Local councils across the country have been increasingly called upon to come up with new ways to alleviate the housing crisis during a time where the government is cutting funding to them. Therefore, many have had to make decisions that have proved unpopular, such as building on green belt land or cutting funding to certain projects in order to invest in housing projects. Now, Lambeth council is being criticised for its plan to sell off their remaining short-life properties in order to invest the money into new properties.
Lambeth is one of the few areas in England left that still has short-life housing, which is generally dilapidated or sub-standard property that was bought in the 1970s by councils who planned regeneration projects. Unfortunately, funding for most of these projects fell through, and because the properties were of such poor standard they were not allowed to be sold on or rented out at market value. Therefore, councils deemed these properties ‘short-life’ houses that people were allowed to live in for little or no rent at all.
Currently, Lambeth council has fifty short-life properties left in their constituency, and as they currently have a £46 million deficit for the amount they need to bring all the current council houses up to a good standard, they are planning on evicting those that are living in the short-life properties and selling them on. Discussing the plans, cabinet member for housing and regeneration, Peter Robbins, said: “The government has provided just £93m in backlog decent homes funding – less than 20% of the total required. Some of the short-life properties are worth £2m, which alone would bring 150 to 200 properties up to standard. Putting on our accountants’ hats these are very clearly under-used assets that we can realise.”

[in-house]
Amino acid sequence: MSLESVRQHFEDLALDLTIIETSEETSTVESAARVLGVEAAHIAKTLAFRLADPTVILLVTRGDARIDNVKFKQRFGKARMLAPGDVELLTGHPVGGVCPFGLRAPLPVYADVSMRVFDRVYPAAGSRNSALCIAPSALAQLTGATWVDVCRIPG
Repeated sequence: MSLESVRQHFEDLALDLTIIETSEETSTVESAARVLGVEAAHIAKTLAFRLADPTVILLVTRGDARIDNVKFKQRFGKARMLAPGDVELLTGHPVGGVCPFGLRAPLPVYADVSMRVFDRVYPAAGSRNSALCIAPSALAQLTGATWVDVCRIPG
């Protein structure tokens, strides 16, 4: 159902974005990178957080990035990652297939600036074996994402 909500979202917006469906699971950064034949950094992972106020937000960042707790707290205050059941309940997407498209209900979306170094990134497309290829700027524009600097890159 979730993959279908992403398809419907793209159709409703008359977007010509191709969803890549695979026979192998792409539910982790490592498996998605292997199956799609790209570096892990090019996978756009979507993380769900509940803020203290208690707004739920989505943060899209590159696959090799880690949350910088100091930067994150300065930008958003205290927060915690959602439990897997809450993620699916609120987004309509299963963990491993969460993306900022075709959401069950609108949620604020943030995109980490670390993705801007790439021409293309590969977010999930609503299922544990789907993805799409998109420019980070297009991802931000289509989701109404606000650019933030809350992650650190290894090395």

However, Labour MP Kate Hoey has said that the plans are unfair and that instead “they should mount a campaign to get the government to give them more money, not sell the roofs over people’s heads. It’s just not fair. The big issue in Lambeth is a shortage of housing, a long waiting list and a lot of people living in crowded housing. They’re selling off stock that they could have brought back.” Many landlords are currently struggling when it comes to maintaining properties even with the help of landlords insurance due to the fact that the cost of labour is so expensive and there is increasing pressure on landlords to keep properties well maintained. We shall soon see if Lambeth council goes ahead with their plans, however either way there will be those that will not be pleased with their decision.